The US military's research agency, DARPA, plans to be fully in the cloud by 2022, according to a procurement document, requesting help from IT network services contractors.
The agency currently relies on a mixture of Amazon Web Services and internal server infrastructure, according to the document, which gives details of DARPA's current server and cloud deployments, and its future plans. The request provides a rare glimpse into the IT infrastructure of one of the US government's most secretive agencies, known for its part in the creation of the Internet.
A DARPA deep dive
The Defense Advanced Research Projects Agency is seeking a small business to "provide and manage the full range of IT services, support, and infrastructure necessary to support DARPA and implement the DARPA IT strategic direction and operational objectives for all networks from unclassified to SAP/SCI, which will evolve over the course of this contract.
"DARPA’s IT services consist of standalone systems, local area networks (LANs) and wide area networks (WANs) that are located in DARPA, Defense Industry Base (DIB) and Government Partner facilities."
The contract will last one year, with eight optional year-long extensions. To not fail the contract, mission-critical services must have at least 99.99 percent uptime, critical services no less than 99.95 percent and 'non-critical, but essential services' should have 99.9 percent uptime.
In a presentation at an industry day held earlier this month by the agency's internal IT administrative division, the Information Technology Directorate, slides detail DARPA's internal computing resources.
Network Ops maintain 2.3 petabytes of storage and 542 servers for unclassified work, along with 600 terabytes of storage and 294 servers for classified work. Servers are refreshed every 48 months. Its HPC support has "15 HPC Projects" and has access to 25 million CPU hours.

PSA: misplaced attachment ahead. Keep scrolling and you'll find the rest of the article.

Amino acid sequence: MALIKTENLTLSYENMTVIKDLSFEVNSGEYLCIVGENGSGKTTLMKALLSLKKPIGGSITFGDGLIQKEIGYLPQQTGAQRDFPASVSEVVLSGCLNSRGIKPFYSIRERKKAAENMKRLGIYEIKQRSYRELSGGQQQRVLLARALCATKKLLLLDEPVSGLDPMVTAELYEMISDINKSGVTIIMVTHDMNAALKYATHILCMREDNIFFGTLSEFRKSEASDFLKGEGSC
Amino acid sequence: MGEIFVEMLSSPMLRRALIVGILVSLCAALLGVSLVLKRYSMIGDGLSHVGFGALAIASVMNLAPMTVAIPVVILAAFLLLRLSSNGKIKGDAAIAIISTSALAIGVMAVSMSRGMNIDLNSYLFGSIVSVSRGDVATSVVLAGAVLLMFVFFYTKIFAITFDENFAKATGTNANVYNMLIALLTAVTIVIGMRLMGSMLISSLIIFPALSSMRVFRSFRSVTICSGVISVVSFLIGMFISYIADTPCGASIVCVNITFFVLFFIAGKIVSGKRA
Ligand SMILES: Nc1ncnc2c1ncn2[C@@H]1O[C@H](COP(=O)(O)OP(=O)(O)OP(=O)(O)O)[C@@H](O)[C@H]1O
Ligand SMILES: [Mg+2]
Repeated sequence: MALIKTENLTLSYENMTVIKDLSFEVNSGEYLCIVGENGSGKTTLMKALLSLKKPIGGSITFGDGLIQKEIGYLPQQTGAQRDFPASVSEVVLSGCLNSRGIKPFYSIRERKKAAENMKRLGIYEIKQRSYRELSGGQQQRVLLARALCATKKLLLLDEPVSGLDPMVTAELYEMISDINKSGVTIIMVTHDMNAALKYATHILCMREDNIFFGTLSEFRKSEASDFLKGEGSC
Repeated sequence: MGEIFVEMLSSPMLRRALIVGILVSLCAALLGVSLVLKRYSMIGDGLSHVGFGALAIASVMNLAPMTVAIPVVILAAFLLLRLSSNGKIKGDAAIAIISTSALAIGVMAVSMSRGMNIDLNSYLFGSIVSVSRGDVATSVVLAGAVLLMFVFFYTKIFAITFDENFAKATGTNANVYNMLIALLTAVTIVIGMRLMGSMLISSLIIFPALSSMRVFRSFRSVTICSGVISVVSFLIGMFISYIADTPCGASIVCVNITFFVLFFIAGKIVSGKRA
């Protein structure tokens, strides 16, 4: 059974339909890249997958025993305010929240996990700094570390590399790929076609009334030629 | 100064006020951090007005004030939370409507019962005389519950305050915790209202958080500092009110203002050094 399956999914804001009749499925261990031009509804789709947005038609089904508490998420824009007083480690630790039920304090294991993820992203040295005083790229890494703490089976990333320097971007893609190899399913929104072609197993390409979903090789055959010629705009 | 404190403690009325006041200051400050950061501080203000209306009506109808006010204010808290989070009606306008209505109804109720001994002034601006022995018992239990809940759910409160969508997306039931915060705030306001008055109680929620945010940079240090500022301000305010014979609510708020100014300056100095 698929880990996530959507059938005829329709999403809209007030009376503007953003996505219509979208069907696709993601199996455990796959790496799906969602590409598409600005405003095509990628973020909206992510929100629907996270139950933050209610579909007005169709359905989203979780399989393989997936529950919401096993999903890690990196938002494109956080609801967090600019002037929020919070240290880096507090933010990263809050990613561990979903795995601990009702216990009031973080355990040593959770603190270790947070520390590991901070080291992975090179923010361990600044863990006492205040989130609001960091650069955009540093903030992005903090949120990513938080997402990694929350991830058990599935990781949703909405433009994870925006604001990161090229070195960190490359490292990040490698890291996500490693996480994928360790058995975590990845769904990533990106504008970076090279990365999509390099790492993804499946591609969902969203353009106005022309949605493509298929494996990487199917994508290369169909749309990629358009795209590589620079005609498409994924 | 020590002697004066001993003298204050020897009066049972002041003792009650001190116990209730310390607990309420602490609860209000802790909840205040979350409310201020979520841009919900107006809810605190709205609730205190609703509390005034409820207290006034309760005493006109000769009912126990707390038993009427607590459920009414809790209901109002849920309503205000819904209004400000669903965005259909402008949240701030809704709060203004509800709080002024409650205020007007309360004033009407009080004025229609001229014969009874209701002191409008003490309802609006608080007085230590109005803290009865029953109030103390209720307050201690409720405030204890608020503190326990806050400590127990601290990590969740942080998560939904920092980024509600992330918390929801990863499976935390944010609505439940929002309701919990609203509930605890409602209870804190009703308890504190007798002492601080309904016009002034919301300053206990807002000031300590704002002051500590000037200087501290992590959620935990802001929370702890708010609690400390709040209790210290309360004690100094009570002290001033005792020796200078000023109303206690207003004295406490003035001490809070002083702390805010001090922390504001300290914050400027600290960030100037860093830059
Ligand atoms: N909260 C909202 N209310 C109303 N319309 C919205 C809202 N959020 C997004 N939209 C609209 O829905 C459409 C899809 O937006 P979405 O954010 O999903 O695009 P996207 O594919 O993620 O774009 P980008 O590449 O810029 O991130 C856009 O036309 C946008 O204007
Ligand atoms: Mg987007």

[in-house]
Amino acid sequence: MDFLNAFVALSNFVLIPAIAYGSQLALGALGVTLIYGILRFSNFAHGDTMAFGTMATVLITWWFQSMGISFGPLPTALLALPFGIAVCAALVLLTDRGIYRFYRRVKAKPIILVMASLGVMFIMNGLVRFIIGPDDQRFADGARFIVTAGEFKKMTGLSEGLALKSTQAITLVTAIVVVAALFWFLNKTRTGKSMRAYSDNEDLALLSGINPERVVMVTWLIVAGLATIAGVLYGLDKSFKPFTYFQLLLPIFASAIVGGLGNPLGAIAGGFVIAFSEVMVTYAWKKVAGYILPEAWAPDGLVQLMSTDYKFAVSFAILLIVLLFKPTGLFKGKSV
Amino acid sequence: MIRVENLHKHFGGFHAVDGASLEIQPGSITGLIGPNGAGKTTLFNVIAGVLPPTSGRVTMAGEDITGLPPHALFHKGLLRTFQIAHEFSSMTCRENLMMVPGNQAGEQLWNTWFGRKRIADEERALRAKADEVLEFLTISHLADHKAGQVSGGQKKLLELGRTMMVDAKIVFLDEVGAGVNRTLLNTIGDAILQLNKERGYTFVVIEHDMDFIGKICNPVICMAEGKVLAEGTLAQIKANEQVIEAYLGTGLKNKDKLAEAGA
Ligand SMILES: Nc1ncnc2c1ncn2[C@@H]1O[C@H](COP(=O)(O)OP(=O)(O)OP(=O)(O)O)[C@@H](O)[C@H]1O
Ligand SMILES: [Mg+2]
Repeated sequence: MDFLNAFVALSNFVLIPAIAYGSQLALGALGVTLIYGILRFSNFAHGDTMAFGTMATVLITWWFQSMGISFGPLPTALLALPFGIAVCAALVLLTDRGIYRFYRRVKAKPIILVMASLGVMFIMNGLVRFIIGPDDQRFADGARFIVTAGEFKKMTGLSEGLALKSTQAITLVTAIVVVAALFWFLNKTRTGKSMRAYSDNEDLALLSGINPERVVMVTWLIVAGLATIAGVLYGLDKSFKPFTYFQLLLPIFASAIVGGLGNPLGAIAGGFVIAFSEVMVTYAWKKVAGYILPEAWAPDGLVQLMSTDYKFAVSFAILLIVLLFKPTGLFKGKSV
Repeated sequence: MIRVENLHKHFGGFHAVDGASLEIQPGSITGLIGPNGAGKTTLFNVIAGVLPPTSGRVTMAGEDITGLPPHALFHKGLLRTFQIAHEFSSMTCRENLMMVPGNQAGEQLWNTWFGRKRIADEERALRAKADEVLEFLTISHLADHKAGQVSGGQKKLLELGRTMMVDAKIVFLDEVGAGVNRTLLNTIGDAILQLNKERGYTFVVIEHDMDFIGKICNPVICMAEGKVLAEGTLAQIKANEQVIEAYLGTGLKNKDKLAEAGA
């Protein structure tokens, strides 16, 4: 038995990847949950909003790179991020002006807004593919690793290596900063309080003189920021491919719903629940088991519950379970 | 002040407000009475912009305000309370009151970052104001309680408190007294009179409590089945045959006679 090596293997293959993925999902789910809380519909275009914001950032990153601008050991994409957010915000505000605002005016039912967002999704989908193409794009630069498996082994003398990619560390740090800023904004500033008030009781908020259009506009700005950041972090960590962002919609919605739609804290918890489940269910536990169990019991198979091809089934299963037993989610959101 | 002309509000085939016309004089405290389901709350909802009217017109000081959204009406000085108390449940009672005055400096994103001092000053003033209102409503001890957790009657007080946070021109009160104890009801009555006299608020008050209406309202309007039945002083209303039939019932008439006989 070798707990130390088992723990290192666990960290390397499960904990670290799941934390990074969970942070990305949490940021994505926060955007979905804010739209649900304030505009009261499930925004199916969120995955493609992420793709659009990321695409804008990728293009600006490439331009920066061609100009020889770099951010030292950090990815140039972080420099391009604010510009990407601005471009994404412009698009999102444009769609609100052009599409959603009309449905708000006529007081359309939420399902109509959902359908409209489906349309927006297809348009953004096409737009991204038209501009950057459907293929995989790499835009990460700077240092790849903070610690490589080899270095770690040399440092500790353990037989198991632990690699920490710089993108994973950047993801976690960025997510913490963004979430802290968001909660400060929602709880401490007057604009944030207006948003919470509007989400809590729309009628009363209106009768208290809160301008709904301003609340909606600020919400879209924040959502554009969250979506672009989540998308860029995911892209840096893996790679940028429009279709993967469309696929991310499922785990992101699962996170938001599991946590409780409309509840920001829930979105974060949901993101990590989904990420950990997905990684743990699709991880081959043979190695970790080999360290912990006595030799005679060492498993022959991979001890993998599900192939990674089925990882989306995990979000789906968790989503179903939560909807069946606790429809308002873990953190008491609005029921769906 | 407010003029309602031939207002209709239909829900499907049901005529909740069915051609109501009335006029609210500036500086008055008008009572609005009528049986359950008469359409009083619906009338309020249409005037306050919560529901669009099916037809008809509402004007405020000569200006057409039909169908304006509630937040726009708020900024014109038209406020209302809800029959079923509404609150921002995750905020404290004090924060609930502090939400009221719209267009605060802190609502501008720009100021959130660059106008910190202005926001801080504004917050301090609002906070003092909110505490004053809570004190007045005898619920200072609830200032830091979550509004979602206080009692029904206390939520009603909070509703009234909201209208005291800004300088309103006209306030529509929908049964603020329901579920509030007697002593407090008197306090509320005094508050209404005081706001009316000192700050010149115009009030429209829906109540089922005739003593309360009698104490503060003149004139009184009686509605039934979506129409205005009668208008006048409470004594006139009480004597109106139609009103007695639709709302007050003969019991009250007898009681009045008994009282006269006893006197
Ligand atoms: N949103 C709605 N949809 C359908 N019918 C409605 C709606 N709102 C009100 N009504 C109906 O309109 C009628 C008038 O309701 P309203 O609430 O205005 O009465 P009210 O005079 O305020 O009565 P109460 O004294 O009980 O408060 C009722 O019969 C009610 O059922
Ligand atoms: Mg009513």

Separate documents reveal that email services are "currently based on Exchange 2013 Servers," while active directory services are "currently based on Windows Server 2012 R2."
The presentation continues: "ITD procured nearly 7,000 substantial items (servers, network infrastructure, laptops, monitors, etc.) over the past year. This is in addition to smaller items (e.g., cables, mice, phone chargers, etc.)." Reference is made to an internal data center, as well as a disaster recovery site.
But, as the document notes, "compliance with US Government and DoD mandates to migrate to consolidated data centers or utilize commercial cloud." Since 2015, the documents reveal, DARPA has used AWS GovCloud for some unclassified workloads.
"Currently migrating all unclassified workloads to Amazon Web Services GovCloud," a slide states. "[Approximately] 30% of unclassified workloads have been migrated."
Single-sign-on and identity access management for users "accessing DARPA custom developed web applications and commercial cloud solutions" is handled by the company Okta.
Box, meanwhile, has been authorized and is being implemented to provide enterprise collaboration, content management, file services, DoD Safe-like file transfer services, and DARPA technical program office research program data archive services